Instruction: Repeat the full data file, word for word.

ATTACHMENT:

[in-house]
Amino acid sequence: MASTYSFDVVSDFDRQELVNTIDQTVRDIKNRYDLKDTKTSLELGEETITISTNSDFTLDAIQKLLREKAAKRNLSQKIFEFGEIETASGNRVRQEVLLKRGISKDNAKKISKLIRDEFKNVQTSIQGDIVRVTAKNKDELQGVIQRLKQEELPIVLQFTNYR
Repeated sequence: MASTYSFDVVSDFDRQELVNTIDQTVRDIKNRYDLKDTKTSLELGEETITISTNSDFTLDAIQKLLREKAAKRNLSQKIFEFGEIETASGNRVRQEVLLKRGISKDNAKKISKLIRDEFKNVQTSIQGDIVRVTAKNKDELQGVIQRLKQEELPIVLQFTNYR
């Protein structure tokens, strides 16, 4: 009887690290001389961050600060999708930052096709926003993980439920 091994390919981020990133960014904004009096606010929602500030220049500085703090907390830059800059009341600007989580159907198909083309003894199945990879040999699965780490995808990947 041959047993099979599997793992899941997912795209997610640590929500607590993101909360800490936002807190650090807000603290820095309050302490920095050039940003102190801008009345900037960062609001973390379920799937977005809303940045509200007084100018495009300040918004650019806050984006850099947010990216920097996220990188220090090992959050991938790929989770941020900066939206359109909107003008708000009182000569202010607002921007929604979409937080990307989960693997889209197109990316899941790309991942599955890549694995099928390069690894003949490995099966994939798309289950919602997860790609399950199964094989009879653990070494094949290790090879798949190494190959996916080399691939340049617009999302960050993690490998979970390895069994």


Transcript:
[in-house]
Amino acid sequence: MASTYSFDVVSDFDRQELVNTIDQTVRDIKNRYDLKDTKTSLELGEETITISTNSDFTLDAIQKLLREKAAKRNLSQKIFEFGEIETASGNRVRQEVLLKRGISKDNAKKISKLIRDEFKNVQTSIQGDIVRVTAKNKDELQGVIQRLKQEELPIVLQFTNYR
Repeated sequence: MASTYSFDVVSDFDRQELVNTIDQTVRDIKNRYDLKDTKTSLELGEETITISTNSDFTLDAIQKLLREKAAKRNLSQKIFEFGEIETASGNRVRQEVLLKRGISKDNAKKISKLIRDEFKNVQTSIQGDIVRVTAKNKDELQGVIQRLKQEELPIVLQFTNYR
């Protein structure tokens, strides 16, 4: 009887690290001389961050600060999708930052096709926003993980439920 091994390919981020990133960014904004009096606010929602500030220049500085703090907390830059800059009341600007989580159907198909083309003894199945990879040999699965780490995808990947 041959047993099979599997793992899941997912795209997610640590929500607590993101909360800490936002807190650090807000603290820095309050302490920095050039940003102190801008009345900037960062609001973390379920799937977005809303940045509200007084100018495009300040918004650019806050984006850099947010990216920097996220990188220090090992959050991938790929989770941020900066939206359109909107003008708000009182000569202010607002921007929604979409937080990307989960693997889209197109990316899941790309991942599955890549694995099928390069690894003949490995099966994939798309289950919602997860790609399950199964094989009879653990070494094949290790090879798949190494190959996916080399691939340049617009999302960050993690490998979970390895069994």